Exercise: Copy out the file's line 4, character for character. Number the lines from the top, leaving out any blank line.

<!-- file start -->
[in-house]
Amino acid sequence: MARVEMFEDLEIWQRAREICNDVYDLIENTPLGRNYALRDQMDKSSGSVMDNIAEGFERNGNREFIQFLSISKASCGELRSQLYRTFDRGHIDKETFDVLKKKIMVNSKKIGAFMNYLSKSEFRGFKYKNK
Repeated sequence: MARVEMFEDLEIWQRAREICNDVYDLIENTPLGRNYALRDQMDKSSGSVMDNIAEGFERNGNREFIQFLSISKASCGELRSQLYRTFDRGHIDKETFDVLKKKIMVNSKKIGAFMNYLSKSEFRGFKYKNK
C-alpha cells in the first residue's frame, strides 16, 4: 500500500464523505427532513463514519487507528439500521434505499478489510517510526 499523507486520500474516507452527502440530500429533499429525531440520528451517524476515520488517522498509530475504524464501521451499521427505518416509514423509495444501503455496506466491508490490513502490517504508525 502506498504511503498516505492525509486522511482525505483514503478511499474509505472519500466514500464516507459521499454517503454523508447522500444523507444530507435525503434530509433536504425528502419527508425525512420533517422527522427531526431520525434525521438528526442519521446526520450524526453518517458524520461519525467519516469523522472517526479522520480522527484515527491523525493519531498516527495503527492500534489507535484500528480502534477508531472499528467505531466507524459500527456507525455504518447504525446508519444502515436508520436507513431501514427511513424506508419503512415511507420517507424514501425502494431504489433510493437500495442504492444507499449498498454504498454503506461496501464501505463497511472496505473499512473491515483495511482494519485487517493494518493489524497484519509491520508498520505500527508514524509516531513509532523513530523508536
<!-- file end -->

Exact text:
C-alpha cells in the first residue's frame, strides 16, 4: 500500500464523505427532513463514519487507528439500521434505499478489510517510526 499523507486520500474516507452527502440530500429533499429525531440520528451517524476515520488517522498509530475504524464501521451499521427505518416509514423509495444501503455496506466491508490490513502490517504508525 502506498504511503498516505492525509486522511482525505483514503478511499474509505472519500466514500464516507459521499454517503454523508447522500444523507444530507435525503434530509433536504425528502419527508425525512420533517422527522427531526431520525434525521438528526442519521446526520450524526453518517458524520461519525467519516469523522472517526479522520480522527484515527491523525493519531498516527495503527492500534489507535484500528480502534477508531472499528467505531466507524459500527456507525455504518447504525446508519444502515436508520436507513431501514427511513424506508419503512415511507420517507424514501425502494431504489433510493437500495442504492444507499449498498454504498454503506461496501464501505463497511472496505473499512473491515483495511482494519485487517493494518493489524497484519509491520508498520505500527508514524509516531513509532523513530523508536